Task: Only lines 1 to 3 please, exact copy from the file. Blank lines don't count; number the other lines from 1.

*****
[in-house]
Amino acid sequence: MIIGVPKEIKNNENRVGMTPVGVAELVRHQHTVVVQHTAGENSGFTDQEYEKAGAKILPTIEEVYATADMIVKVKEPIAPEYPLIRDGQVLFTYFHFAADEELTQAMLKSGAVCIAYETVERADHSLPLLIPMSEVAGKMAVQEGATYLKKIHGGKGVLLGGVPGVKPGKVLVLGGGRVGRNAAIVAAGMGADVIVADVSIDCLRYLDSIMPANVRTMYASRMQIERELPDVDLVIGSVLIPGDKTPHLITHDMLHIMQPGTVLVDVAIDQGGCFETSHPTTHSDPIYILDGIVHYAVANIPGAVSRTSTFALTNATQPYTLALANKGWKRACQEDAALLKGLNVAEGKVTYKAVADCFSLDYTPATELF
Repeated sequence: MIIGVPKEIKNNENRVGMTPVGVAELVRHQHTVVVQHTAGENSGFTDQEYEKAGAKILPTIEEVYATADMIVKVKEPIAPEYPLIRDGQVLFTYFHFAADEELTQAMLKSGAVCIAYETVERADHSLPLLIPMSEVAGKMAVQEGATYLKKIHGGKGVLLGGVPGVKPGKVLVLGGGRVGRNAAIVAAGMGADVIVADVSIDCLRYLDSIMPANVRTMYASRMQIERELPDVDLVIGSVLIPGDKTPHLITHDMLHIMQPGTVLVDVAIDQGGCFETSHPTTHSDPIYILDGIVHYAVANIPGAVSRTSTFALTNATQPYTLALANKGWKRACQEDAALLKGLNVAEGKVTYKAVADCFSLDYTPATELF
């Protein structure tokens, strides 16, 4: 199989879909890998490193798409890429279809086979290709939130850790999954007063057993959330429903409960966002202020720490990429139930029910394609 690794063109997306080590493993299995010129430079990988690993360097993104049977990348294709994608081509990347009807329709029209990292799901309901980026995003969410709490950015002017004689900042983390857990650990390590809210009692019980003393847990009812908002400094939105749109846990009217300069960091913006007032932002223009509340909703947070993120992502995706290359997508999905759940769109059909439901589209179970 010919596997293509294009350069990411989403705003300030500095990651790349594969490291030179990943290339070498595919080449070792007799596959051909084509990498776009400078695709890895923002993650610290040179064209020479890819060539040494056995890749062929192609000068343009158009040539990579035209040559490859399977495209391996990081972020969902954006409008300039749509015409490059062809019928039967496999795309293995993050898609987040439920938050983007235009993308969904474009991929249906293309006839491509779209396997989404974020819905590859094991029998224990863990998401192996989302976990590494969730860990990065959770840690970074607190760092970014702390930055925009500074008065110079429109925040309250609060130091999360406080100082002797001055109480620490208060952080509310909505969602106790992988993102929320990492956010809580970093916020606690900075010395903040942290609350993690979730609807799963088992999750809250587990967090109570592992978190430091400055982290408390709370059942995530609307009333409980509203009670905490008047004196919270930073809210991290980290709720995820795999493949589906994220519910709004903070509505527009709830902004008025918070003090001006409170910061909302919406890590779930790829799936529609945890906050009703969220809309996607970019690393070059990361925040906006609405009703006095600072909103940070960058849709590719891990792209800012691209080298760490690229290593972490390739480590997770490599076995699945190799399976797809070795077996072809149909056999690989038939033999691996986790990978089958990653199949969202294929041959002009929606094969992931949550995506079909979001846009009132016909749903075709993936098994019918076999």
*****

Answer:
[in-house]
Amino acid sequence: MIIGVPKEIKNNENRVGMTPVGVAELVRHQHTVVVQHTAGENSGFTDQEYEKAGAKILPTIEEVYATADMIVKVKEPIAPEYPLIRDGQVLFTYFHFAADEELTQAMLKSGAVCIAYETVERADHSLPLLIPMSEVAGKMAVQEGATYLKKIHGGKGVLLGGVPGVKPGKVLVLGGGRVGRNAAIVAAGMGADVIVADVSIDCLRYLDSIMPANVRTMYASRMQIERELPDVDLVIGSVLIPGDKTPHLITHDMLHIMQPGTVLVDVAIDQGGCFETSHPTTHSDPIYILDGIVHYAVANIPGAVSRTSTFALTNATQPYTLALANKGWKRACQEDAALLKGLNVAEGKVTYKAVADCFSLDYTPATELF
Repeated sequence: MIIGVPKEIKNNENRVGMTPVGVAELVRHQHTVVVQHTAGENSGFTDQEYEKAGAKILPTIEEVYATADMIVKVKEPIAPEYPLIRDGQVLFTYFHFAADEELTQAMLKSGAVCIAYETVERADHSLPLLIPMSEVAGKMAVQEGATYLKKIHGGKGVLLGGVPGVKPGKVLVLGGGRVGRNAAIVAAGMGADVIVADVSIDCLRYLDSIMPANVRTMYASRMQIERELPDVDLVIGSVLIPGDKTPHLITHDMLHIMQPGTVLVDVAIDQGGCFETSHPTTHSDPIYILDGIVHYAVANIPGAVSRTSTFALTNATQPYTLALANKGWKRACQEDAALLKGLNVAEGKVTYKAVADCFSLDYTPATELF